WTO looking to resolve challenges for Indian food exports: Nirmala Sitharaman 

According to Finance Minister Nirmala, Director General of the World Trade Organization (WTO) Ngozi Okonjo-Iwela is looking at resolving the WTO rules to meet the food shortage in other countries due to the Russo-Ukraine war. Making it difficult for India to export food grains. Sitharaman. The minister said the difficulties included WTO rules regarding export of food by a country that had procured food on the basis of minimum support prices.

“Countries like India, who can probably supply” [food grains] On Friday, April 22, 2022, the last day of her visit to Washington DC for the Spring Meetings of the World Bank/International Monetary Fund (IMF), Ms. Sitharaman is facing difficulties with the World Trade Organization.

At the IMF plenary meeting on Thursday, Ms Okonjo-Iwela said the WTO was “looking into it”. [ food export issues] positively”, according to the Finance Minister, who expressed optimism that the issue can be resolved.

“So these are opportunities that we are taking out of a challenging situation,” she said, pointing to the war, not only challenges that India brought, such as dealing with a global rise in commodity prices, but opportunities as well. The opportunities he listed included the export of food grains – such as wheat – and the possibility of exporting manufactured goods to destinations for which supplies had become unreliable.

India has reached more than twenty countries with respect to wheat exports, and according to one it is targeting a record 15 million tonnes of wheat for exports this year. bloomberg report good. India is expected to have a surplus this year, producing over 111 million tonnes of the crop.

Last week in Washington, External Affairs Minister S. During Jaishankar’s meetings, the country’s food grains exports to meet the shortfall in the global market were also discussed. Mr Jaishankar was in the city for the India-US ‘2+2’ Foreign and Defense Ministers talks as well as bilateral meetings with US officials.

“India is definitely trying to find a market for its product. Two, [it is trying to] Meaningful assistance should be given so that, wherever there is hunger, there is food to go there, and no one can stop them from going there,” Ms Sitharaman said on Friday.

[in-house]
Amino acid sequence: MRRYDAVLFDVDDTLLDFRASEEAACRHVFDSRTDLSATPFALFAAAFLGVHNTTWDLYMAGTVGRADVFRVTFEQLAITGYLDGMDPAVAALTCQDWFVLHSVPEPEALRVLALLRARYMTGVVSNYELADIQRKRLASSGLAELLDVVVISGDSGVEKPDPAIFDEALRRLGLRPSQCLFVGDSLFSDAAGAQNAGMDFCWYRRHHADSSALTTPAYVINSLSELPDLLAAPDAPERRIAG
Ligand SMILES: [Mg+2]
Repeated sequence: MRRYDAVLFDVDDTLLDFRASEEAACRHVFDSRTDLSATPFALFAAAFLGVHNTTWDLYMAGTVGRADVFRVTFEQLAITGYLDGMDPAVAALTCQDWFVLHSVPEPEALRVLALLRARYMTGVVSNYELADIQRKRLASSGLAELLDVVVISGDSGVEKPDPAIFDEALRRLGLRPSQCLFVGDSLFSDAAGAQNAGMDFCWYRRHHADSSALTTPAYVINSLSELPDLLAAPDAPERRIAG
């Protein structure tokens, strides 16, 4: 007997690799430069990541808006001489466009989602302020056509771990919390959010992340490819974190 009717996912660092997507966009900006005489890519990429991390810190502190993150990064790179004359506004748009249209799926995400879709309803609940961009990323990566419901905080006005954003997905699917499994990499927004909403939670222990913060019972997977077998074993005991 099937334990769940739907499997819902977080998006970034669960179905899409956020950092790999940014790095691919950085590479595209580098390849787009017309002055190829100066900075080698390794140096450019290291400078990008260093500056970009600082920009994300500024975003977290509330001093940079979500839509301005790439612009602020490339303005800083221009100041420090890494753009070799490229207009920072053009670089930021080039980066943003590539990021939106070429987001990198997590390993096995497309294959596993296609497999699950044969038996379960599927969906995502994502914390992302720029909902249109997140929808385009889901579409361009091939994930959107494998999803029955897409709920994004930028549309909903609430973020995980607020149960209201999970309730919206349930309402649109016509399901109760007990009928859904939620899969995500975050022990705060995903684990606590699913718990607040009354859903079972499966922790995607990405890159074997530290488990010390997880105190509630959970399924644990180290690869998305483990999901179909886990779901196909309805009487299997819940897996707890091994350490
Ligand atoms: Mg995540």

India has been criticized in the US as well as several other countries for failing to take a tough stand against Russia and not directly condemning its aggression against Ukraine. America is also pressurizing India not to increase the purchase of Russian oil at this time. Moscow has offered and sold oil to New Delhi at a discounted price in recent weeks. However, a very small proportion of India’s energy imports (1%-4% based on estimates from Indian and US officials) come from Russia. The US has offered to help India replace Russian oil with oil elsewhere.

‘US understands India’s stand on Russia’

In her decision not to call Russia by name for the invasion of Ukraine, in response to a question on India’s important defense ties with Russia and its growing and important trade ties with the US, Ms Sitharaman pointed to India’s geography. Did. He said there was an understanding in Washington about India’s geopolitical realities and “this belief” [ by the U.S.] that there’s a friend [in India] But the geographical location of the friend has to be understood and the friend cannot be weakened for any reason.

“It is not that India itself has the option to move,” Ms Sitharaman said, describing the various challenges India faces along its northern and western borders – a reference to China and Pakistan.

“India certainly wants to be a friend. But if America also wants a friend… a friend should not be weak.”

“So we’re making decisions, we’re making calls, we’re taking a calibrated position because we need to be strong where we are given the geopolitical realities.”

Citing developments such as India-US ‘2+2’ meetings, last week’s Biden-Modi summit virtual meeting, and India’s views on the soon-to-be-announced Indo Pacific Economic Framework (IPEF) – the Biden administration’s economic cooperation framework, Indo Pacific For, Ms Sitharaman said she was seeing “windows of greater opportunity opened” rather than the US keeping India away because of India’s “calibrated” stance on Russia.

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